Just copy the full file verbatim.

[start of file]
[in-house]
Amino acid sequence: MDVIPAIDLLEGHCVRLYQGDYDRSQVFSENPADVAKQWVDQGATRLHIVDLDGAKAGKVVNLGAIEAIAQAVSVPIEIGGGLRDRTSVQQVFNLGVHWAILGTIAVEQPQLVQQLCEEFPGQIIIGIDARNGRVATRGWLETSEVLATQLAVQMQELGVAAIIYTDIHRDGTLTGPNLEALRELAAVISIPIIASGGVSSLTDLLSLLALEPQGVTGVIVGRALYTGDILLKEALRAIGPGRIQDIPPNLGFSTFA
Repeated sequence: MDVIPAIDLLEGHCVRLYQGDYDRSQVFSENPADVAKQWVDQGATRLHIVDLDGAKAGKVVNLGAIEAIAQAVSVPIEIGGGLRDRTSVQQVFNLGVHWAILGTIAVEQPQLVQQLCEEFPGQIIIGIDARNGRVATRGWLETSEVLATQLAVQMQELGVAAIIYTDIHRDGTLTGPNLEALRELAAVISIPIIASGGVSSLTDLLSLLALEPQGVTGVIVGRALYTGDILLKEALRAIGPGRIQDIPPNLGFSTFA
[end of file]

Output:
[in-house]
Amino acid sequence: MDVIPAIDLLEGHCVRLYQGDYDRSQVFSENPADVAKQWVDQGATRLHIVDLDGAKAGKVVNLGAIEAIAQAVSVPIEIGGGLRDRTSVQQVFNLGVHWAILGTIAVEQPQLVQQLCEEFPGQIIIGIDARNGRVATRGWLETSEVLATQLAVQMQELGVAAIIYTDIHRDGTLTGPNLEALRELAAVISIPIIASGGVSSLTDLLSLLALEPQGVTGVIVGRALYTGDILLKEALRAIGPGRIQDIPPNLGFSTFA
Repeated sequence: MDVIPAIDLLEGHCVRLYQGDYDRSQVFSENPADVAKQWVDQGATRLHIVDLDGAKAGKVVNLGAIEAIAQAVSVPIEIGGGLRDRTSVQQVFNLGVHWAILGTIAVEQPQLVQQLCEEFPGQIIIGIDARNGRVATRGWLETSEVLATQLAVQMQELGVAAIIYTDIHRDGTLTGPNLEALRELAAVISIPIIASGGVSSLTDLLSLLALEPQGVTGVIVGRALYTGDILLKEALRAIGPGRIQDIPPNLGFSTFA